The Linleys are currently in the UK for Home Assignment and Study Leave. “We have been exploring a move to Kenya in August 2020, and this has now been approved by AIM. Mat will be joining the AIM Southern Region office team, which supports AIM’s work in Namibia, Lesotho, Mozambique, and several Indian Ocean islands including Madagascar. We hope to live in Kijabe, a town about an hour and a half out of Nairobi, where AIM run Rift Valley Academy, a school which we think will be a good fit for the children. Katy is hoping to work part-time as a volunteer doctor at Kijabe Hospital, which is next door to the school, doing a combination of clinical practice and training.” Please pray for the Linleys over the coming months as plans become concrete and they prepare to move to Kenya.

The Linley family are currently in the UK after having finished working in Madagascar. “We trust that God has something else prepared for us that will become clear in coming months. We’re currently exploring possibilities serving elsewhere in Africa with AIM, but may be back in the UK for about 12 months, during which time we hope to catch up with family, friends and supporting churches. Katy is also planning to take exams and work towards being re-licensed to practice as a GP in the UK.” Please pray that God would clearly guide them into where he wants them to serve next.

“We are very thankful for the new young doctor, Tefy who is working alongside Katy. He is doing really well. Work here can be brutal however, with lots of difficult and tragic cases. On Friday for example, four babies died. Yesterday, another baby died (tetanus) as well as an 18-year-old girl (malaria) and an older man (septicemia). We often see terminal disease in young people. All this suffering can be hard to adjust to for a new doctor and even for those of us who are more ‘used to it’ we must find the balance between clinical detachment and emotional over-involvement as we seek to serve with compassion. Please pray for compassion and Christ-likeness for all of our staff as we serve the people of this area.”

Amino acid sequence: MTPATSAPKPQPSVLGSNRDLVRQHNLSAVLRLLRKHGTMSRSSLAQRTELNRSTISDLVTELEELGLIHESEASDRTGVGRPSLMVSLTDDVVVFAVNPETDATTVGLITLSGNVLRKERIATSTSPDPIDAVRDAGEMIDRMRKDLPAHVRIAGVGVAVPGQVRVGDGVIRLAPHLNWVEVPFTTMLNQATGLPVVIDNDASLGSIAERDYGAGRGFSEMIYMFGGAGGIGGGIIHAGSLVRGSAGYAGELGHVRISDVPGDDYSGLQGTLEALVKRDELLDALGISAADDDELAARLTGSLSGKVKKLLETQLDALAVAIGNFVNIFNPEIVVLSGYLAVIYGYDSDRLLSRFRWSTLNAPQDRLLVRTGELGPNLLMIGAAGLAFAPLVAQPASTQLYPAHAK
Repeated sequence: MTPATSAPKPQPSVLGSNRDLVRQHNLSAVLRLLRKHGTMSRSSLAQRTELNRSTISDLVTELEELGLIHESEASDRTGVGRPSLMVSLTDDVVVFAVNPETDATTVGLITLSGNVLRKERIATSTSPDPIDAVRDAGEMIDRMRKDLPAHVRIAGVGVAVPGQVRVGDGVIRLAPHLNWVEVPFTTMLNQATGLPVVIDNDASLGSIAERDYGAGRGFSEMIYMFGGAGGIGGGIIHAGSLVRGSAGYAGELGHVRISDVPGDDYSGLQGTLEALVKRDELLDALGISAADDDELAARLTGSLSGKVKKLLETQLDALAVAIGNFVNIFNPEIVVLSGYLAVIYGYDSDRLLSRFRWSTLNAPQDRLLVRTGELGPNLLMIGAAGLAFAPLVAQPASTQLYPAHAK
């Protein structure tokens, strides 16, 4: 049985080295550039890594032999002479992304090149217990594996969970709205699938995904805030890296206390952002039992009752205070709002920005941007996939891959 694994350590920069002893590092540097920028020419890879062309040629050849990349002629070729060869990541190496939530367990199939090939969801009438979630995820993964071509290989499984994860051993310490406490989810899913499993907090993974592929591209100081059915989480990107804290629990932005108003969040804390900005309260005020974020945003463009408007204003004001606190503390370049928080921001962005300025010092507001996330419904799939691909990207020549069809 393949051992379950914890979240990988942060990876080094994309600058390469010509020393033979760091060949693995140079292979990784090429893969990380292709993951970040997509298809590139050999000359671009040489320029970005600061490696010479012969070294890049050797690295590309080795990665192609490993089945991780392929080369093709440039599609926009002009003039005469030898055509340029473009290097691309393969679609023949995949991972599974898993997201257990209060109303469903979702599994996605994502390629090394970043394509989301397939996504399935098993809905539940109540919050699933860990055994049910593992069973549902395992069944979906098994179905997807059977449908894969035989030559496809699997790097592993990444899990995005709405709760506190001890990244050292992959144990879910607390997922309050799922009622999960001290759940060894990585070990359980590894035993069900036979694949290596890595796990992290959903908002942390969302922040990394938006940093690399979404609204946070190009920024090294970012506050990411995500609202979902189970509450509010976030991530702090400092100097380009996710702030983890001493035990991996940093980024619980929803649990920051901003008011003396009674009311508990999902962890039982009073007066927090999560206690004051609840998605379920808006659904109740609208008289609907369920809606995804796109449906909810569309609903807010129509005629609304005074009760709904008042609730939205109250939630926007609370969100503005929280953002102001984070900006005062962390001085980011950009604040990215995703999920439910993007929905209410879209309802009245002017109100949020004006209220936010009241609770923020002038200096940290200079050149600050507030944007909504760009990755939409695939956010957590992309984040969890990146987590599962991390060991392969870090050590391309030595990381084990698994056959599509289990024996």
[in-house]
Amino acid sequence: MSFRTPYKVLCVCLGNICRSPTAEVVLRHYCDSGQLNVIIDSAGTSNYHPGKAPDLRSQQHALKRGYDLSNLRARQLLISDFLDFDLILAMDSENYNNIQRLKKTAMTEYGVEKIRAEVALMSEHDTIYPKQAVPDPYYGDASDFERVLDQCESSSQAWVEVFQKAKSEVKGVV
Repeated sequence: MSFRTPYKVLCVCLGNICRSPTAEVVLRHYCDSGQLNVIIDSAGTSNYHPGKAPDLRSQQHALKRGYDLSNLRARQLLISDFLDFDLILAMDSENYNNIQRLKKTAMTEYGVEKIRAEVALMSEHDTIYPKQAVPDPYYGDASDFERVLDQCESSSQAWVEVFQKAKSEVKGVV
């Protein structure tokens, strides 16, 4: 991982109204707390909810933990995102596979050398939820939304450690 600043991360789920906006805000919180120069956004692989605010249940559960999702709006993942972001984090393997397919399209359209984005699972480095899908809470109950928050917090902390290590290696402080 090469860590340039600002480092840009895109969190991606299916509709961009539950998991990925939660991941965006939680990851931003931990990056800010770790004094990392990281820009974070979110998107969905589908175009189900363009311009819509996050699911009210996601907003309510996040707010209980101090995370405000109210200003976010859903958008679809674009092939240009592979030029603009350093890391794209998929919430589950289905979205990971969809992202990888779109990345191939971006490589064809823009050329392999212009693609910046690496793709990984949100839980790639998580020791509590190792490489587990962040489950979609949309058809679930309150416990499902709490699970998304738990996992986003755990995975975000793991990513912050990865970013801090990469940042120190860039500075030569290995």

“Rivalde is 8 years old and a student at the Ecole Bonne Nouvelle (Good News School), in the class above Barney. His father, Velomila, worked as a security guard at the school but in the last few weeks became very ill and died. In the local culture, mourners visit and stay with the family from the moment a person dies until the body is buried. Many gathered upon the death of Velomila, and his wife and the people around her were crying, when Rivalde, this 8-year old boy, addressed them: “Don’t cry for father. He suffered much because of the sickness in his head. Jesus has come to take him with him. He accepted that. He is now together with God, with Jesus.” The people stopped crying and then he led those gathered there in a song of thankfulness to God.”


Kenya gained independence from Britain in 1963. Since then British tourism has been a key element of Kenya’s economy, however, unemployment, poverty and crime remain high. Whilst the majority religion is Christianity, Kenya’s ethnic diversity and vast countryside means there are still many unreached with the gospel. LEARN MORE

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Seeing unreached people reached is fruit of the body of Christ in action. That can mean pilots, qualified counsellors, administrators, photographers all helping and supporting the task of making Jesus known. LEARN MORE


We long to see Health Professionals practising, modelling and mentoring competent, compassionate medicine, but doing so in places where they will influence unreached people groups for Christ. LEARN MORE